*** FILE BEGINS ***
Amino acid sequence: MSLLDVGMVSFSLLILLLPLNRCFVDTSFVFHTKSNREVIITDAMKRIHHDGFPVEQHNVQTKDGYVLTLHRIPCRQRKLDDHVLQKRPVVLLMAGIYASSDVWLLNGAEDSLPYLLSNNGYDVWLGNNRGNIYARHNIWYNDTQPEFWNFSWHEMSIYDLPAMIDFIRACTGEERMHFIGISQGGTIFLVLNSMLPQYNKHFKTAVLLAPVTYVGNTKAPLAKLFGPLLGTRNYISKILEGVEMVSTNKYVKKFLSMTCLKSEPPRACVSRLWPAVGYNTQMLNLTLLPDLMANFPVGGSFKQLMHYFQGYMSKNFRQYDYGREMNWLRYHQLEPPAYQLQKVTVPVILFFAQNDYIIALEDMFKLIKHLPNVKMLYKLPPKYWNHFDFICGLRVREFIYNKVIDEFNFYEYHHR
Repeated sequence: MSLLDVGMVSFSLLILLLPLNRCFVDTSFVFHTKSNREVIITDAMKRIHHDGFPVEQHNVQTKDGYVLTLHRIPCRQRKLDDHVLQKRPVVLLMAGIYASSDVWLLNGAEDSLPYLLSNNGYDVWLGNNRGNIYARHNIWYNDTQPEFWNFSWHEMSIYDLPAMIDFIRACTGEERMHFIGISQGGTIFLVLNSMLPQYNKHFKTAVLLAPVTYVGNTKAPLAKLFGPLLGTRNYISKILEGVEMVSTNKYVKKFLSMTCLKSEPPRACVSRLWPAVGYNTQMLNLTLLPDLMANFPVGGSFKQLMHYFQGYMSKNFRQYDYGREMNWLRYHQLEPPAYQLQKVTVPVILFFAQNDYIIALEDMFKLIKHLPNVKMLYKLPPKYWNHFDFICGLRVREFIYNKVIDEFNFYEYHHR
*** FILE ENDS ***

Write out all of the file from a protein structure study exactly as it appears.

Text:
Amino acid sequence: MSLLDVGMVSFSLLILLLPLNRCFVDTSFVFHTKSNREVIITDAMKRIHHDGFPVEQHNVQTKDGYVLTLHRIPCRQRKLDDHVLQKRPVVLLMAGIYASSDVWLLNGAEDSLPYLLSNNGYDVWLGNNRGNIYARHNIWYNDTQPEFWNFSWHEMSIYDLPAMIDFIRACTGEERMHFIGISQGGTIFLVLNSMLPQYNKHFKTAVLLAPVTYVGNTKAPLAKLFGPLLGTRNYISKILEGVEMVSTNKYVKKFLSMTCLKSEPPRACVSRLWPAVGYNTQMLNLTLLPDLMANFPVGGSFKQLMHYFQGYMSKNFRQYDYGREMNWLRYHQLEPPAYQLQKVTVPVILFFAQNDYIIALEDMFKLIKHLPNVKMLYKLPPKYWNHFDFICGLRVREFIYNKVIDEFNFYEYHHR
Repeated sequence: MSLLDVGMVSFSLLILLLPLNRCFVDTSFVFHTKSNREVIITDAMKRIHHDGFPVEQHNVQTKDGYVLTLHRIPCRQRKLDDHVLQKRPVVLLMAGIYASSDVWLLNGAEDSLPYLLSNNGYDVWLGNNRGNIYARHNIWYNDTQPEFWNFSWHEMSIYDLPAMIDFIRACTGEERMHFIGISQGGTIFLVLNSMLPQYNKHFKTAVLLAPVTYVGNTKAPLAKLFGPLLGTRNYISKILEGVEMVSTNKYVKKFLSMTCLKSEPPRACVSRLWPAVGYNTQMLNLTLLPDLMANFPVGGSFKQLMHYFQGYMSKNFRQYDYGREMNWLRYHQLEPPAYQLQKVTVPVILFFAQNDYIIALEDMFKLIKHLPNVKMLYKLPPKYWNHFDFICGLRVREFIYNKVIDEFNFYEYHHR